This episode of American Dad amused me while it frustrated me, because while a good early concept fell apart due to highly fragmented storytelling (a big no-no in my book, i.e. the worst episodes of The Simpsons and Family Guy), I still laughed extremely hard for most of its running time. But I was scratching my head as I laughed.

When Stan finds that he can’t even get 20 minutes to himself upon returning home from work, he takes a co-worker’s advice and begins taking a special pill that makes it feel like he has just slept eight hours, which gives him the whole night to do whatever he wants to do. While a normal person would pursue a worthwhile hobby, he ends up becoming an expert at a really rudimentary 8-bit videogame Beet Man, leading to him winning a tournament at a restaurant but not much else.

If I make it to the next level, I get to fight zombie bunnies!

If I make it to the next level, I get to fight zombie bunnies!

Francine, meanwhile, finds out about the pills and then pursues her goal to become an amateur oceanographer, during which she stumbles upon the true location of the famed colossal squid. Stan, realizing now that he needs to spend quality time with his family, goes to the bottom of the ocean, kills one of the colossal squids, and makes up with Francine.

Steve and Roger, meanwhile, give a boring old story some new laughs when they are asked to write a script for a porn movie, but Roger can’t get past the cliché of the pool cleaner/pizza delivery guy being a character, while Steve can’t help but get all sci-fi about the entire ordeal.

Funny? Yes. Confusing? Kind of. And where the hell is Haley?

Desperate Housewives 5.14 “Mama Spent Money When She Had None”

Grade: C-

Gaby joined a fitness boot camp and is tortured until she finds happiness in being able to fit into her old dresses again. Susan gets mad at Mike for buying Katherine a pearl necklace (and not the fun kind) instead of giving money to son M.J. for him to attend a prestigious private school, until she finds out that the necklace was a fake and that he’s struggling to make ends meet. Lynette, too, is having trouble making ends meet, so recent New York Times bestselling author Bree invests in 15% of the Scavos’ restaurant, only to mess with the natural order of the restaurant and piss of Lynette.

Me? Oddly annoyed by almost everybody. Lynnette especially has some ‘splaining to do, but I’m also very concerned that Marc Cherry thinks I actually give a shit about Gaby’s weight.

Brothers & Sisters 3.14 “Owning It”

Grade: B+

Rebecca discovers Tommy’s devious plan to overthrow her mother, Holly, as CEO of Ojai, and so we get some sweet Ken Olin action as she confides in her recently discovered father (you know, when she found out that she wasn’t actually a Walker but the son of the show’s producer, and Patricia Wettig’s real-life husband, sporting a beard and acting all artsy.) This, of course, is much bigger news in her life than Justin’s sponsor trying to get all up on his junk, because he knows that Rebecca is far hotter and more stable than a recovering alcoholic.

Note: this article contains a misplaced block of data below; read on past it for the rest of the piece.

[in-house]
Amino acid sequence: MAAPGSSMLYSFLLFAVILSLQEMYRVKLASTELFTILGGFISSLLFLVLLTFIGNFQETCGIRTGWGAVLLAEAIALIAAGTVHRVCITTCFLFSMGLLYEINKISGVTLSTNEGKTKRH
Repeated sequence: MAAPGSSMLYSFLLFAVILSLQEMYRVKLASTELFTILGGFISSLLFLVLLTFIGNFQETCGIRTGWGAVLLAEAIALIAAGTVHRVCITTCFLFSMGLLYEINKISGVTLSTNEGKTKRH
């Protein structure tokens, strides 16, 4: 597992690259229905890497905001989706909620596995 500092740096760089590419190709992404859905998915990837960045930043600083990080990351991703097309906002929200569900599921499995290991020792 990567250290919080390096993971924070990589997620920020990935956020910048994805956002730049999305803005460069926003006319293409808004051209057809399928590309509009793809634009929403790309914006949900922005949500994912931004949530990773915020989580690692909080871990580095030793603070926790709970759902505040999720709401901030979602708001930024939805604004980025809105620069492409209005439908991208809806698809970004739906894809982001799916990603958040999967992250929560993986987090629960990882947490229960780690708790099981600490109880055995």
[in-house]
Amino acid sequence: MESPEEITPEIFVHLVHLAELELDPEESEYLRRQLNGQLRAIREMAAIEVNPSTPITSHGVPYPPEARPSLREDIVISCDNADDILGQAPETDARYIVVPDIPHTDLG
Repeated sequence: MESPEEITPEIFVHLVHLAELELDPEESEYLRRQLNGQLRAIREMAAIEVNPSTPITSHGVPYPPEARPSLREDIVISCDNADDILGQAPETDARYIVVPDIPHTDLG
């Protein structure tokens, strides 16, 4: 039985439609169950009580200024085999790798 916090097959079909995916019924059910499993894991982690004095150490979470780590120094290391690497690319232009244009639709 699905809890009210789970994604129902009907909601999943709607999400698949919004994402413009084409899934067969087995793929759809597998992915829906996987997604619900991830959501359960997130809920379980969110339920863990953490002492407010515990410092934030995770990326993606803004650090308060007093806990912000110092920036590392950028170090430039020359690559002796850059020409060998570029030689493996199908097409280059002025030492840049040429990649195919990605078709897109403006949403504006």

Everyone throws Kitty a baby shower (or, really, a baby mama shower that oddly does not include the surrogate herself), which of course devolves into three of the characters yelling at each other for various reasons. Kitty, especially, is under attack for even considering taking a position at the local Wexley University (I think that’s the name) as a professor of communications instead of focusing on the baby she’s going to have in four weeks, but she makes her decision and rejects the position even before she figures out that husband Robert McCallister is about to begin his bid for CA governor.

Kitty, youre going to play shower games whether you like it or not!

Kitty, you're going to play shower games whether you like it or not!

Nora, meanwhile, is devastated to learn that Roger, the architect with whom she is sleeping, has a wife, but is thrown entirely for a loop when it is discovered that Roger is actually in an open marriage. She considers pursuing this new modern-type relationship for a spell, but then decides that she can’t be the other woman – or, more specifically, she can’t be like the much-despised Holly who destroyed Nora’s relationship with her deceased husband in the first place – so she breaks it off with him while continuing to have a professional relationship.

You see how much more I was able to write about Brothers & Sisters than Desperate Housewives, even when I’m doing a Television Memory Dump? That should be an indication of my respective…respect…for each show at this current time. Why aren’t more people interested in Brothers & Sisters and its online fans?

The episode, though, does lose one grade point simply for Justin kissing his sponsee. Leave that middling melodrama cliché outside, foo.

The Husband:

Usually I would take it as a bad sign that, less than a week after the airing of both of these episodes, I would have forgotten so much about the episodes that I would be forced to view the recaps on simply to remind myself of all the events that took place during Thursday’s Shonda Rhimes Wants To Hurt You Extravaganza. But I’m not going to do that (take it as a bad sign, that is), because I felt that both shows – especially Grey’s Anatomy – made some very interesting choices in both their cases as well as their advancements of several plots. And, basically, I’m pretty connected now to the Eric Stoltz organ donation story and all of its little strands, helped along by memories of how nice he was once in stuff like Some Kind Of Wonderful, where I can assure you he was not – I repeat, not – a serial killer.